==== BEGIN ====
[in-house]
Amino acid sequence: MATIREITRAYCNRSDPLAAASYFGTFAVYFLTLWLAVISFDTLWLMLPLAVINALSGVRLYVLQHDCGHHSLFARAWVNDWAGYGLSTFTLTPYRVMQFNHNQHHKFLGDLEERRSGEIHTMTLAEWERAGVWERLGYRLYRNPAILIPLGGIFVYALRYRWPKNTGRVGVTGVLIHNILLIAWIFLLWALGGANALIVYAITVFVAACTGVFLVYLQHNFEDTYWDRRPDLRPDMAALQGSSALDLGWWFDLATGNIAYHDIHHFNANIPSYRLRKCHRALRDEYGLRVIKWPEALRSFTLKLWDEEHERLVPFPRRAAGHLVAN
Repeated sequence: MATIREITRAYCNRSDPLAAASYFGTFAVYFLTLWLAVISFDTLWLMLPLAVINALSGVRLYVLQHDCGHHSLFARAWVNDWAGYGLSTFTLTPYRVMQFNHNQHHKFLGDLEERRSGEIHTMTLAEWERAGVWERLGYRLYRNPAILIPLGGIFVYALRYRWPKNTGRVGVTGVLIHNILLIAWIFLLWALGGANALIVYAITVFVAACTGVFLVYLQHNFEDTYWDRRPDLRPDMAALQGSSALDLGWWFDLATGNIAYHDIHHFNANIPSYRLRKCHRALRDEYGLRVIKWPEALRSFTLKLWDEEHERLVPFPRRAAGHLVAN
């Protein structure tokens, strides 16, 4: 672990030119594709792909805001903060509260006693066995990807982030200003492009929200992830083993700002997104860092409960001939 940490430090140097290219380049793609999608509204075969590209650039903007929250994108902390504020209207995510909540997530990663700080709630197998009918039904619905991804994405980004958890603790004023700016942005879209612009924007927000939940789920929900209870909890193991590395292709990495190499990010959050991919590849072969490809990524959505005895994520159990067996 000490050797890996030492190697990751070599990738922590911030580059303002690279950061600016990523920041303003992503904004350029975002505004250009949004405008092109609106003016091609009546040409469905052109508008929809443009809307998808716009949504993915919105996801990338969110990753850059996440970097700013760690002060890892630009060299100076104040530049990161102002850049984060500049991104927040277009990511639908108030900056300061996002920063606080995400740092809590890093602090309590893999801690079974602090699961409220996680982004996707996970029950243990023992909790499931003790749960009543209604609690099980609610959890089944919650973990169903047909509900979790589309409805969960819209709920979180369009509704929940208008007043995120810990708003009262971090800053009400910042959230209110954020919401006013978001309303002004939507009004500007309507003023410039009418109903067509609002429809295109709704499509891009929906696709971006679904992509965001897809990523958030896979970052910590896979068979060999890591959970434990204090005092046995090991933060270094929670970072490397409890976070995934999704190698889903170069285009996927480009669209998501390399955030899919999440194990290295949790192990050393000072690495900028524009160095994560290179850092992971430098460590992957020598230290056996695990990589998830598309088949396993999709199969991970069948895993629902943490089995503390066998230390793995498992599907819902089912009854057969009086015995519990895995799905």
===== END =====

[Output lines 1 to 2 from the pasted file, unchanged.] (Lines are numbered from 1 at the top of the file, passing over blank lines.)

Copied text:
[in-house]
Amino acid sequence: MATIREITRAYCNRSDPLAAASYFGTFAVYFLTLWLAVISFDTLWLMLPLAVINALSGVRLYVLQHDCGHHSLFARAWVNDWAGYGLSTFTLTPYRVMQFNHNQHHKFLGDLEERRSGEIHTMTLAEWERAGVWERLGYRLYRNPAILIPLGGIFVYALRYRWPKNTGRVGVTGVLIHNILLIAWIFLLWALGGANALIVYAITVFVAACTGVFLVYLQHNFEDTYWDRRPDLRPDMAALQGSSALDLGWWFDLATGNIAYHDIHHFNANIPSYRLRKCHRALRDEYGLRVIKWPEALRSFTLKLWDEEHERLVPFPRRAAGHLVAN